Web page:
There are about 8 parts of speech in English Language. For the purpose of this article, we'll be focusing on just one out of eight which is the Pronouns.
These are words which are used in place of nouns or noun phrases. Pronouns are used chiefly for the purpose of curtailing unnecessary repetition of nouns which makes a passage or write-up boring and/or clumsy.
Let's consider the scenario below;
Tomlee is a teacher, writer, steemian and blogger. Tomlee writes and publishes on the Steemit platform and other platforms. Tomlee also teaches in a school near Tomlee's house. Tomlee is loved by Tomlee's mother because Tomlee is obedient to Tomlee's mother. Tomlee and Tomlee's mother are so fond of themselves which makes Tomlee miss Tomlee's mother when Tomlee's mother is out for work.
The above passage portrays a repetitive case of the noun "Tomlee". This repetitive passage however can be re-written in a more interesting and acceptable way by employing the use of some pronouns to replace the noun in the passage:
Tomlee is a teacher, writer, steemian and blogger. He writes and publishes on the Steemit platform and other platforms. He also teaches in a school near his house. He is loved by hiss mother because he is obedient to his mother. Tomlee and his mother are so fond of themselves which makes him miss his mother whenever she is out for work.
With this short passage, it is glaring that the knowledge and mastery of pronouns are very important in writing an interesting passage or sentence.
Types of Pronouns
Pronouns are classified into 9 various types and they include the following:
- Personal Pronouns
- Indefinite Pronouns
- Possessive Pronouns
- Reciprocal Pronouns
- Relative Pronouns
- Demonstrative Pronouns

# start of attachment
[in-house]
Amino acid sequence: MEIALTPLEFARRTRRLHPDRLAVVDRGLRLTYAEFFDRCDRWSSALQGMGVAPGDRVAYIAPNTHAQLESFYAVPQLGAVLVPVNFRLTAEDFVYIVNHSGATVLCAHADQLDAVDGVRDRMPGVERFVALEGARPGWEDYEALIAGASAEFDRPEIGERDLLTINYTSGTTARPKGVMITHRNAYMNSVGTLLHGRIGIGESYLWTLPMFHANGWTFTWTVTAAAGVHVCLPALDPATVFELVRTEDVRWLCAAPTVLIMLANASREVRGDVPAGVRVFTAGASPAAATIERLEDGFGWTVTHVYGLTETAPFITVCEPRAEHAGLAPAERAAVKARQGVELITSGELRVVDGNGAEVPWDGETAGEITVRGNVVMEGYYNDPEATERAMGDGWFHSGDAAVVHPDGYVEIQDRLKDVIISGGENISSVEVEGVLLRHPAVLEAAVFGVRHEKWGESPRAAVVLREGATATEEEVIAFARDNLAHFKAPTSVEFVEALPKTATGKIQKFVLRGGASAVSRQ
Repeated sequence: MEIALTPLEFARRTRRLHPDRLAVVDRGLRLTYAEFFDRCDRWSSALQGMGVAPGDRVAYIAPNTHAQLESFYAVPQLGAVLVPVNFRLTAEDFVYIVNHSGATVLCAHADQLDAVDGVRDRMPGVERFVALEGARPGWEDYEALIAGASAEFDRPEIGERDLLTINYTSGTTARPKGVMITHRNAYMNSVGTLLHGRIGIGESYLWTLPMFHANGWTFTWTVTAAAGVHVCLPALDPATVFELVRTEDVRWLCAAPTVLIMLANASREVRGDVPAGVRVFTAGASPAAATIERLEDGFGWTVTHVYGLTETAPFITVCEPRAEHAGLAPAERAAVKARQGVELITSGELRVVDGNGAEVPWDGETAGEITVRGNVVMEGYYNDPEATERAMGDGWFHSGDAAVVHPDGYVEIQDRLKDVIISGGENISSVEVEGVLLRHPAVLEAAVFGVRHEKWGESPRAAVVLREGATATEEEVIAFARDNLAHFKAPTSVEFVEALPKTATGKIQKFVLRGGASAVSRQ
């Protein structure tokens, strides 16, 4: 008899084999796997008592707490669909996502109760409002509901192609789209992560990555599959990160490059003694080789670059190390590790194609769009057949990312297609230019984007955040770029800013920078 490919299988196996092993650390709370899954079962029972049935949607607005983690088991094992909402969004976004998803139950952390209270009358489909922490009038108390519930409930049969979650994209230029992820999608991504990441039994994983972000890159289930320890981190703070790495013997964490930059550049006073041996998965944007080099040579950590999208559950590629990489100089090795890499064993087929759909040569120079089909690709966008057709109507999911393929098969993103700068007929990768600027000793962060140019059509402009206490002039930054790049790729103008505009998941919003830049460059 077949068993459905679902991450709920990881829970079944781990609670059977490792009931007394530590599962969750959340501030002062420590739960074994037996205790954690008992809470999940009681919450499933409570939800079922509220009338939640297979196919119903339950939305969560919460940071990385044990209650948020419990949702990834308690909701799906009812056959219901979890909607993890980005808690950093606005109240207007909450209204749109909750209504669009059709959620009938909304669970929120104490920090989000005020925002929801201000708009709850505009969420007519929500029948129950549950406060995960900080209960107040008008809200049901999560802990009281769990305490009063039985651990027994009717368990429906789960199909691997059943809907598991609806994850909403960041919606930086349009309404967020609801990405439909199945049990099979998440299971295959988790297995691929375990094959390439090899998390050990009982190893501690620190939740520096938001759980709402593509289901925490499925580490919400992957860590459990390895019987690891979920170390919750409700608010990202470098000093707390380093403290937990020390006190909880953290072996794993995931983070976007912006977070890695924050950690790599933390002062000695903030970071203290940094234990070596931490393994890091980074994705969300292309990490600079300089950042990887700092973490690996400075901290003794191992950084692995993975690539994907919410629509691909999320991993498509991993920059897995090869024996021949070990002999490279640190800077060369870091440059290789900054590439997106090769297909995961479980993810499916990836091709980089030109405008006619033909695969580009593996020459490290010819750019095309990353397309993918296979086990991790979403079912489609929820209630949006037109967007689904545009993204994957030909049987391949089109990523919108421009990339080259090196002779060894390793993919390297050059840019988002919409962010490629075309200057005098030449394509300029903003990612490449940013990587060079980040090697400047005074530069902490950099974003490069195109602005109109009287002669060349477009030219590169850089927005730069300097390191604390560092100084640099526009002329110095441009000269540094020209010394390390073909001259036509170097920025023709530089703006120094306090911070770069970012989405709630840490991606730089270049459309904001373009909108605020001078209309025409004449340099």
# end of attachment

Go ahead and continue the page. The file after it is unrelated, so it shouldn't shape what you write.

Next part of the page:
- Emphasizing Pronouns
- Reflexive Pronouns
- Interrogative Pronouns
Personal pronouns are words used in place of any of the three persons present in English Language. We have the 'first-person', 'second-person' and 'third-person' pronouns. The first-person pronoun refers to the speaker, the second-person pronoun has to do with the person or persons being addressed while the third-person pronoun refers to the person or persons and/or things spoken about.
Still to note is that personal pronouns have singular and plural forms and they can be used both in the subjective or nomative as well as objective or accusative cases.
The table below illustrates personal pronouns;
|Ist Person||I (We)||Me (Us)|
|2nd Person||You (You)||You (You)|
|3rd Person||He/She/It (They)||Him/Her/It (Them)|
Those in brackets are the plural forms of the Pronouns.
As the name implies, these are pronouns used for nouns that are not specific, definite or clearly defined. There are various examples of indefinite pronouns and they are:
Some, any, few, every, each, either, anyone, something, none,such, many etc.
These types of pronouns are used to show ownership. Examples are: mine, ours, his, yours, their etc. It is imperative for students to know the disparity between possessive adjectives and possessive pronouns so as not to be confused in usage.
Demonstrative pronouns are so called because they point out particular persons, places or things. The English demonstrative pronouns include: those, this, that and these. This is singular while these is plural but both are used for near objects. That and those are used for remote and distant objects.
Relative pronouns are pronouns used for introducing a clause and linking it with the words which precedes it, and to which it refers. More so, a relative pronoun does not only take the place of a noun or pronoun but it joins two parts of a sentence.
Examples are: who, that, whom, whose, which.
There are employed in asking questions. Examples are; what, whom, where, which, who, whose.
They refer to those pronouns which shows that the performer of an action directs the action to himself or herself. It is usually identified by the 'self' it takes.
Functions of Nouns
Since pronouns are often used in place of nouns, their functions are same. Thus, pronouns can serve as:
the subject of the sentence
Example: He killed the goat
the complement of a preposition
Example: He wants to come with us
the complement of an object
the object of the verb
the complement of a subject.
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